Speculative derivatives markets are in the process of collapse–with serious consequences for us all. This will eventually have broad-reaching ramifications for every sector of business, not least of which is in valuations for bankruptcy proceedings and other court proceedings.
Directly and heavily impacted will be the insurance industry. Insurers with significant exposure to speculative derivatives include: Lincoln National Corp., Ameriprise Financial, AIG, Prudential Financial, and Voya Financial.
This is a problem that has been brewing since Sept. 16, 2019 with break-down of the Federal Reserve’s overnight repo market. Months later, even with massive Fed repo injections, commercial paper purchases by the Federal Reserve, announcement of $800 billion Fed QE program, announcement of $1 Trillion IMF QE program and a Fed Discount Window rate cut to .25%, the US and European equity markets opened the day limit down–which triggered circuit breakers to temporarily stop equities trading.
How does this affect every-day Americans? It may take a few months to play out, but oncoming crash of speculative derivatives will touch just about everyone in this country.
Unfortunately, it probably means that anyone expecting financial security from a life policy or annuity contract from, at least, Lincoln National, Ameriprise, AIG, Prudential or Voya faces a rough road ahead.
Further, everyday Americans depend on health insurance for illness coverage. In addition, annuity coverage, together with 401k arrangements, provide the expected lifeblood for survival for millions of Americans.
Will my health insurance be there when I need it? Will my annuity payments continue as expected? Will my life insurance pay out in the event of death? To be sure, government can provide stop-gap benefits for a short period, but cannot provide a permanent security solution for Americans and American families and businesses.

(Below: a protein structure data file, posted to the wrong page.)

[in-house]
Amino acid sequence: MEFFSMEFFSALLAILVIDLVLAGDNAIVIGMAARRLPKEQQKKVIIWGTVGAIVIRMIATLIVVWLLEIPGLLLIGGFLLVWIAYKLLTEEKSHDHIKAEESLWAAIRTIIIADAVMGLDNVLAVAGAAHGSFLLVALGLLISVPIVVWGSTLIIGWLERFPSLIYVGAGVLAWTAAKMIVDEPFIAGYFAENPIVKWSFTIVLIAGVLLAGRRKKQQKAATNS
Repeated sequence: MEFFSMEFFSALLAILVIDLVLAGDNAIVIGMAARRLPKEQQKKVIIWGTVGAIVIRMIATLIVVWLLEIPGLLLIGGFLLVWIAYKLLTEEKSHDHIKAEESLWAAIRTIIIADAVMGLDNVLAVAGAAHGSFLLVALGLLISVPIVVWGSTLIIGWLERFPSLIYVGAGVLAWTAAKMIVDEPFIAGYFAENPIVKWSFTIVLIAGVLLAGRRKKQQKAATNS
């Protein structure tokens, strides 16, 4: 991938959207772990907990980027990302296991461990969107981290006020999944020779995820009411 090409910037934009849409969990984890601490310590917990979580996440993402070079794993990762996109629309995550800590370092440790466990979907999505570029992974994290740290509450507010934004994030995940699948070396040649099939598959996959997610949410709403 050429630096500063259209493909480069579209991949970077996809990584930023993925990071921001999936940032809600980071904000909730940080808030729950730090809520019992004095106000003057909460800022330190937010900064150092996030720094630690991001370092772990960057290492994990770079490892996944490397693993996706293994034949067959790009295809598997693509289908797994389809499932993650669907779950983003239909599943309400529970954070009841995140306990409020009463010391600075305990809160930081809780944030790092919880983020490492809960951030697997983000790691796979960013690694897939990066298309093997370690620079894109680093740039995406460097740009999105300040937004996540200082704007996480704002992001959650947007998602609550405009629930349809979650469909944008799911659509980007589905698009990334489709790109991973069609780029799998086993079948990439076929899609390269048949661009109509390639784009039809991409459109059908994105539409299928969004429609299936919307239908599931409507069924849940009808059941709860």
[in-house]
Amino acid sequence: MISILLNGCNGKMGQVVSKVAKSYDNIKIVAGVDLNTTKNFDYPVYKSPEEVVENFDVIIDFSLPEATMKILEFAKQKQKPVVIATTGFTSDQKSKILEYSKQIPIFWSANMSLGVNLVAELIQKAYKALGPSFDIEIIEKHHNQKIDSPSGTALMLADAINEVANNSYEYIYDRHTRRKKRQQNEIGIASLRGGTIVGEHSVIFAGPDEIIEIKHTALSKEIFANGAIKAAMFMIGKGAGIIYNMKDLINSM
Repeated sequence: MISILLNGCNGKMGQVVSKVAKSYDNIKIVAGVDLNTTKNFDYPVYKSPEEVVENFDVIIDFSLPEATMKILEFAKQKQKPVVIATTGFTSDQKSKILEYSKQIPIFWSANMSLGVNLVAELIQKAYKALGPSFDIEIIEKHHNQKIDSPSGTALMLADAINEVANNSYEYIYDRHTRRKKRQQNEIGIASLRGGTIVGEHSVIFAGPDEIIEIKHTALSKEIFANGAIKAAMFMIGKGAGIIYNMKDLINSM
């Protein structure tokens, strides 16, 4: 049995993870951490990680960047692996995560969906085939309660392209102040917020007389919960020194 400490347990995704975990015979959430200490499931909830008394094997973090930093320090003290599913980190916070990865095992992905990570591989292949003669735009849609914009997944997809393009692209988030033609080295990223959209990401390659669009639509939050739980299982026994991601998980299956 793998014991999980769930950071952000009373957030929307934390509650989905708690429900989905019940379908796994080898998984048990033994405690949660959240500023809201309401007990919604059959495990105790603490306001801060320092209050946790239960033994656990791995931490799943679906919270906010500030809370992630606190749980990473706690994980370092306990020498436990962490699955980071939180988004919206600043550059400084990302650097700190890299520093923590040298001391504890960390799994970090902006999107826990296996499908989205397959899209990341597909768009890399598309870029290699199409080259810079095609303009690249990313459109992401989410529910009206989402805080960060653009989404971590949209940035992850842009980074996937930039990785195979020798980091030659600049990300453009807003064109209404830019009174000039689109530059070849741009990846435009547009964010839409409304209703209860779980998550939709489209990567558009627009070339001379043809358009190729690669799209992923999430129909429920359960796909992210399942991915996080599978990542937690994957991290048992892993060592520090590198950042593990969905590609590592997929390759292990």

The core of the financial crisis of 2008, and again today in 2020, has been the derivatives trading / insurance markets. This post gives our view of the derivative trading and insurance markets–what is going on with derivatives, how bad will it likely get. In future posts we will examine the impact of these derivative trades on specific insurance markets: particularly life and health.
Speculative Derivatives 101
Derivatives are essentially contracts that reference an underlying obligation–typically a bond or futures contract or a trading index. Derivatives can be used either for risk management (i.e. for a commodity “hedge”) or for speculation (i.e. making a financial “bet”). This distinction is important.
For example a prudent airline will typically hedge against a rise in fuel prices to manage expected future expenses and thereby properly price airline tickets. This is an example of a derivative used for sound management purposes.
However, since about 1999 (coincident with repeal of the Glass-Stegal Act) large banks have used speculative derivatives to lever up trades with ever-higher leverage. These are the problem instruments that caused financial destruction first in 2008, and again today, in 2020.
Unregulated Derivative Trades: A Recipe for Disaster
The trigger for the 2008 meltdown was mortgage-backed securities, while the trigger for the current (2020) market crisis seems to have been the corona virus. But as with any large explosion, the trigger, or detonator, is just the spark that ignites a keg of dynamite, which then explodes. In this analogy, corona virus (2020) or mortgage backed securities (2008) are the trigger (detonator)–while the keg of dynamite are the global base of derivative financial instruments and their complex inter-relationship of counter-party insurers.
No one has an accurate estimate of the total size of the global derivative markets, since so many derivatives are traded and insured in private (OTC) transactions away from the view of public markets, but most estimates place the amount of global derivatives at roughly $750 trillion, in “notional” amount. $750 trillion. Let that number sink in.
The Problem With Current Risk Models
Wall Street traders assume, and are quick to argue to regulators and the public, that the total notional value of speculative derivatives needs to be “netted” out in order to assess risk. This means, for example, that if an underlying bond has a face (notional) value of $1 million; while ten derivative trades betting on performance of this single underlying bond also have a face (notional) value of $1 million each, then the face values of each instrument over and above the underlying amount ($10 million total in the above example) must be netted out. Wall Street traders firms only count the face value of the underlying instrument in assessing risk. This netting process may reasonably assess risk in smoothly-functioning capital markets, since the underlying obligation is paid, and counter-party insurers are thereby released from their respective guarantee obligations; the underlying debt just goes away.